Gulliver cantilevers over the DOX Centre for Contemporary Art, in Prague
Aleš Jungmann Gulliver cantilevers over the DOX Centre for Contemporary Art, in Prague

A wooden zeppelin looms over the stark white roofs of the Dox Centre for Contemporary Art, in Prague, cantilevering more than 50 feet beyond one of the cultural center’s warehouse-like buildings. As fantastical as it appears, the 130-foot-long, 30-foot-diameter structure known as Gulliver is in fact not an airship, but an elevated event space and pedestrian bridge that incorporates stadium seating and a stage for literary events and lectures.

Gulliver is the brainchild of Dox Centre founder and director Leoš Válka, who for years harbored a desire to “invade” the Dox with a “parasitic” structure with “an absurdly fascinating organic shape that would contrast with the Dox Centre’s existing architecture,” he said in a statement. In 2013, Válka asked Martin Rajniš, co-founder of local firm Huť Architektury Martin Rajniš (HAMR) to design him such a space. “I didn’t hesitate,” Rajniš says.

Rajniš sketched what he describes as “a soft space defined by a wooden structure made out of unrefined wooden branch sticks, in utter contrast to the strict white cubic volumes of the Dox.” He showed his sketches to Válka, who initially loved them but, 24 hours later, had a change of heart. “ ‘This has to be different,’ ” Rajniš recalls Válka saying. “ 'Let’s draw an airship—but not just any airship. Let’s draw one that fulfills all the dreams of 12-year-old boys!' ”

Válka drew a long blimp form spanning from one building to the other, extending over the Dox Centre’s courtyard and angled slightly, as if about to land. “I was amazed,” Rajniš says. “Needless to say, when I feel that someone else's idea is great, I gladly join.”

David Kubik
David Kubik

HAMR partnered with Timber Design, a structural engineering firm in Česká Skalice, Czech Republic that specializes in timber construction, to create a freestanding steel structure that anchors into the ground and is encircled with 14 timber truss rings, forming the zeppelin’s skeleton.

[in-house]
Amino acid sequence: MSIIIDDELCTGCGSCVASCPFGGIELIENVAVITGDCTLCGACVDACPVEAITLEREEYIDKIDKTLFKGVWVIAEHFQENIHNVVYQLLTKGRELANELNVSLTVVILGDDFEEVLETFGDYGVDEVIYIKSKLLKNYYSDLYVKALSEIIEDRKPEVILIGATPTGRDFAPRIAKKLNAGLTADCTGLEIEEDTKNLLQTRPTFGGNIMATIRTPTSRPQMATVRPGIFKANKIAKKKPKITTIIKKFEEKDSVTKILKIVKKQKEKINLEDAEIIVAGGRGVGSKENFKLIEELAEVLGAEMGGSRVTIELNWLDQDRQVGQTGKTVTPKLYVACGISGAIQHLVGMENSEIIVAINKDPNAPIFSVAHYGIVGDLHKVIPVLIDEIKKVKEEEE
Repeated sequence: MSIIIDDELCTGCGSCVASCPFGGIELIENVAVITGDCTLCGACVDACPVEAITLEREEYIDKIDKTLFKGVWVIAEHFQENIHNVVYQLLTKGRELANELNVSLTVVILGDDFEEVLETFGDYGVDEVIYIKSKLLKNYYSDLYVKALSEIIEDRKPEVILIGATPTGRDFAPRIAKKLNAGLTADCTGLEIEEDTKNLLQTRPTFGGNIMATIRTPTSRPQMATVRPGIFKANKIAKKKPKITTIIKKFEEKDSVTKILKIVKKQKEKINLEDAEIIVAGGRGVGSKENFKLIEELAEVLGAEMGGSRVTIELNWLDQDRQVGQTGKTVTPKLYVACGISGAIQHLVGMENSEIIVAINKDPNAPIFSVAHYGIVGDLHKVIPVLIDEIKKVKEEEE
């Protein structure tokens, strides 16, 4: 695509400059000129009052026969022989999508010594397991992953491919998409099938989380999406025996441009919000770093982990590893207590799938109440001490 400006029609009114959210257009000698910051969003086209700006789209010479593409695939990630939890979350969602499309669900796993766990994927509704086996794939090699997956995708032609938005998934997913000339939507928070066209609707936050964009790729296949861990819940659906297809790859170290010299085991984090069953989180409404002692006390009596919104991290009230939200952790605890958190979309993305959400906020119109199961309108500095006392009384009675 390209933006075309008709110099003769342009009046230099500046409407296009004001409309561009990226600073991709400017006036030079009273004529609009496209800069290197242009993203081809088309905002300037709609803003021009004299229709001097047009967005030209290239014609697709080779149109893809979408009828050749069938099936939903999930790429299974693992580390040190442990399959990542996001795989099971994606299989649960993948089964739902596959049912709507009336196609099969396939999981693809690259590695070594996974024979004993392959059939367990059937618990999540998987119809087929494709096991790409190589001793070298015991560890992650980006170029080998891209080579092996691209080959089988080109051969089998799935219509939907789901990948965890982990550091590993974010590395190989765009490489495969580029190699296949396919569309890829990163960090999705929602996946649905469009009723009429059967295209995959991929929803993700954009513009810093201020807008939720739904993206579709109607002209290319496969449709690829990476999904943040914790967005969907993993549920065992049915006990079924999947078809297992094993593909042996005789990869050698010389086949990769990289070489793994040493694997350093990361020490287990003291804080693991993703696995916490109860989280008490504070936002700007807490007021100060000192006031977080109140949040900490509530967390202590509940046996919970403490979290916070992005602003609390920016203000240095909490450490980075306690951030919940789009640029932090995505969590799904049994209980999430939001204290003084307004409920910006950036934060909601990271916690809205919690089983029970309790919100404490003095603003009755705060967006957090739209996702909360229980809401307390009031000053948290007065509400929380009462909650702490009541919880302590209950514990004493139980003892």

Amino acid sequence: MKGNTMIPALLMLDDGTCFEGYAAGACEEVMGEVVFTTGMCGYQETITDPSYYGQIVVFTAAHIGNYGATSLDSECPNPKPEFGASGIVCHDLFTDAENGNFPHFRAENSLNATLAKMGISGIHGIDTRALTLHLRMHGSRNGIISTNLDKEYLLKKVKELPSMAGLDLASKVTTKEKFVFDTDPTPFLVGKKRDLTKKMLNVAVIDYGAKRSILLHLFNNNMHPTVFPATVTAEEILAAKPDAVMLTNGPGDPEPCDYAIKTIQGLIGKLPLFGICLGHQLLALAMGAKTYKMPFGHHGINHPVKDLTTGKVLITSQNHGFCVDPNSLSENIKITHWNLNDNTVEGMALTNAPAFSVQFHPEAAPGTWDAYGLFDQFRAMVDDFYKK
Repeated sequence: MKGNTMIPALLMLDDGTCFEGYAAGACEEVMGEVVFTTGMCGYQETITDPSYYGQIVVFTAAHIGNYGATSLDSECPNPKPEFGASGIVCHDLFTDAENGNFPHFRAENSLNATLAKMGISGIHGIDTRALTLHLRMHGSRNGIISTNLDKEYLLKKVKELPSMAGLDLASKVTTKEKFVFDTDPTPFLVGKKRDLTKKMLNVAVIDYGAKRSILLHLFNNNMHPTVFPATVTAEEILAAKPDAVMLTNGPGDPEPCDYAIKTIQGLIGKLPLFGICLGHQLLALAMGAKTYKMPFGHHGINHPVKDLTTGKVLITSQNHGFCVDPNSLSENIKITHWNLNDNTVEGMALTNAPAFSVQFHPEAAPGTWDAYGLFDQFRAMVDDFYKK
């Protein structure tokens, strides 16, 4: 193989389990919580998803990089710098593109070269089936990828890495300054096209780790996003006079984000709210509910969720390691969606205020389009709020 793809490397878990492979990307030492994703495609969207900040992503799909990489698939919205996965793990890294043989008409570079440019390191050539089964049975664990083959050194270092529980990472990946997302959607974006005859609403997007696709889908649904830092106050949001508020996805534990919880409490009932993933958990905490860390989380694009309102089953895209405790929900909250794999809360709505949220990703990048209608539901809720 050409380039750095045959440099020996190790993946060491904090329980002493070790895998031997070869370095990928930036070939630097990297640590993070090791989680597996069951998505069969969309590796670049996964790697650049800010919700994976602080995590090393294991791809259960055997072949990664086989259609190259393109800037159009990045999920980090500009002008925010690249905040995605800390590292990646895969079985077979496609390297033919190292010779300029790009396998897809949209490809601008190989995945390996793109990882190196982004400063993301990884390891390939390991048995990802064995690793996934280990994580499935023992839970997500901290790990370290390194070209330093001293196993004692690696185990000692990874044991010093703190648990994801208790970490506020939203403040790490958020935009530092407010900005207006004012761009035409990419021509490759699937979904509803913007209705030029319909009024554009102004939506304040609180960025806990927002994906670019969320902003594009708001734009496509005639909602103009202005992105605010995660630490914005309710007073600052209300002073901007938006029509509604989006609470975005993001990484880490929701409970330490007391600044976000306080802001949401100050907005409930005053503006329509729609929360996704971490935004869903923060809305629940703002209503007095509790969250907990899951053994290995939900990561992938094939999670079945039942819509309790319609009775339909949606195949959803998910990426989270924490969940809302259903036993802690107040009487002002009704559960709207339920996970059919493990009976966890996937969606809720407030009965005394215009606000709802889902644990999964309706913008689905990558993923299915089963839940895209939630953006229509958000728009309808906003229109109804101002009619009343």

Rajniš, who draws everything by hand (“I don’t own a computer and never will—all the software I need is in my head”), originally wanted to forgo the steel frame but load tests convinced him otherwise. “The wind force above the roofs of the center is very strong,” he says. “Generating enough resistance against horizontal wind forces to stop the structure from pivoting was difficult.”

Counter to Rajniš’ dismissal of software—his staff translates his drawings into 3D models—Timber Design structural engineer Zbyněk Šrůtek embraces digital technology and used Dlubal Software’s RFEM to model the structure’s steel, timber, and ETFE elements. He worked with Rajniš to ensure the structural components would not detract from the “illusion of flight.” Thus, Gulliver’s two white-painted steel truss support columns, rising 65 feet and 54 feet from the concrete foundation, tuck against the neighboring Dox Centre buildings connected by the zeppelin. To address the high wind load, the designers also ran a 7-inch-diameter steel tube from the front of the airship to the building, creating a third anchor point.

The 30-foot-diameter glulam larch wood truss rings, whose top and bottom chords are 4.7 inches wide by 3 inches deep, are connected by roughly 2-foot-long wood web members, also 4.7 inches wide. In the longitudinal direction, similarly constructed wood truss beams stiffen the structure with the help of steel cables, and provide the base for a shell of 3-inch-wide, 1-inch-thick curved wood laths spaced every 20 inches. These laths support the airship’s exterior lamella, 0.75-inch-thick slats that range between 1.85 inches to 2.5 inches wide. To protect the unfinished lamella, the architects added a curved roof of transparent, mechanically stretched ETFE (ethylene tetrafluoroethylene).

Aleš Jungmann
Aleš Jungmann

Concocting this structural puzzle took two years, Šrůtek says. Timber Design also oversaw Gulliver’s fabrication and construction. “Special CAD systems for steel and timber with the possibility of data export to CNC machines were used,” Šrůtek says. His team built a full-scale mock-up of one of the circular truss rings to test all of the connections, including the custom brackets that anchor the steel cable system.

The circular timber truss rings arrived at the construction site broken down into three arcs each. First, workers erected the steel framework and then secured the truss rings with steel plates and high-strength screws. Next, they constructed the nose and tail of the airship and craned them into place. Finally, they screwed the lamellae into the shell and the ETFE diaphragm added via steel ribs that are also secured with bolts and steel cables.

Gulliver was completed in late 2016. For its opening, the Dox Centre brought in a number of celebrated authors for readings and a discussion, and mounted an exhibition about the airship’s inception, design, and construction.

Rajniš and Šrůtek are both proud that the project was designed, fabricated, and built completely within the Czech Republic. It showcases the country’s talent, Šrůtek says. “Having the opportunity to design and then manufacture and build an exceptional construction where wood is statically used to its limit of possibilities, in the amazing atmosphere of the gallery, was a very powerful driving force for the whole project,” he says. “It was a very beautiful three years of my life.”

For Rajniš, Gulliver is a testament to the power of collaboration. “I work with the stars and rising stars of the youngest generation,” he says. “I would recommend it to anyone."

This article has been updated since first publication.